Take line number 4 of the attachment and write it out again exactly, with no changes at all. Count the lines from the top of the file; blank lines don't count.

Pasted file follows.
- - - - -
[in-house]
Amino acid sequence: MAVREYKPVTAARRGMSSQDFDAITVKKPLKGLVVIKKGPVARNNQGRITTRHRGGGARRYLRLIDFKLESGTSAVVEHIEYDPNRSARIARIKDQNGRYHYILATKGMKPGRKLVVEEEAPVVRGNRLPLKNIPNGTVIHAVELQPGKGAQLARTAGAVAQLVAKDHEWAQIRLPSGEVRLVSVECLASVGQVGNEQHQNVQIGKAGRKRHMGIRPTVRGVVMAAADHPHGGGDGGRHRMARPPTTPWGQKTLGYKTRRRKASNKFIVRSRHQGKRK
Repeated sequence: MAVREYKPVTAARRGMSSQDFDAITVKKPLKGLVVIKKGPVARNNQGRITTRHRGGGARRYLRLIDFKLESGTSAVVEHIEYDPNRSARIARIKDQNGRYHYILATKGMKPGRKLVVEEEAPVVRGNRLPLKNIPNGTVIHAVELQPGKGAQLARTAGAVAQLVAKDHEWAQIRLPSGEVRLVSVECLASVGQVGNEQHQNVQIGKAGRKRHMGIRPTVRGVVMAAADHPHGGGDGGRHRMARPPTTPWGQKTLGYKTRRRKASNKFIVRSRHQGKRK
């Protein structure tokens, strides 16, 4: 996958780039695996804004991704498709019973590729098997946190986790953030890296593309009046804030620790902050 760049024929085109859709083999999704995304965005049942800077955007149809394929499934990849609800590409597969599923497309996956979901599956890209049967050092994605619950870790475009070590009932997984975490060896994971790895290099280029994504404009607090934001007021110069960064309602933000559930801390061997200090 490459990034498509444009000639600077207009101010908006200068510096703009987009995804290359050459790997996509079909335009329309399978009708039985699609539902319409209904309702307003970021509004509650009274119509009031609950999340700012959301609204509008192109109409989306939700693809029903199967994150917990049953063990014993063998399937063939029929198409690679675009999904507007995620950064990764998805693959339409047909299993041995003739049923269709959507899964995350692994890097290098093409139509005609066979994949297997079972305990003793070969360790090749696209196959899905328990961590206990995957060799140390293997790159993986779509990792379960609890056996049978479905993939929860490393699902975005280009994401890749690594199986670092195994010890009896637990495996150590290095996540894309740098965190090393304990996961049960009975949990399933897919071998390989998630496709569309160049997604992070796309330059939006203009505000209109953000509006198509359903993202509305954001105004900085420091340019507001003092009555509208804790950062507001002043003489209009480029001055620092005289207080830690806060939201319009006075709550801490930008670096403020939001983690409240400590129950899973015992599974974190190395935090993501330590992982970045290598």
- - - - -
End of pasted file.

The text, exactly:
């Protein structure tokens, strides 16, 4: 996958780039695996804004991704498709019973590729098997946190986790953030890296593309009046804030620790902050 760049024929085109859709083999999704995304965005049942800077955007149809394929499934990849609800590409597969599923497309996956979901599956890209049967050092994605619950870790475009070590009932997984975490060896994971790895290099280029994504404009607090934001007021110069960064309602933000559930801390061997200090 490459990034498509444009000639600077207009101010908006200068510096703009987009995804290359050459790997996509079909335009329309399978009708039985699609539902319409209904309702307003970021509004509650009274119509009031609950999340700012959301609204509008192109109409989306939700693809029903199967994150917990049953063990014993063998399937063939029929198409690679675009999904507007995620950064990764998805693959339409047909299993041995003739049923269709959507899964995350692994890097290098093409139509005609066979994949297997079972305990003793070969360790090749696209196959899905328990961590206990995957060799140390293997790159993986779509990792379960609890056996049978479905993939929860490393699902975005280009994401890749690594199986670092195994010890009896637990495996150590290095996540894309740098965190090393304990996961049960009975949990399933897919071998390989998630496709569309160049997604992070796309330059939006203009505000209109953000509006198509359903993202509305954001105004900085420091340019507001003092009555509208804790950062507001002043003489209009480029001055620092005289207080830690806060939201319009006075709550801490930008670096403020939001983690409240400590129950899973015992599974974190190395935090993501330590992982970045290598």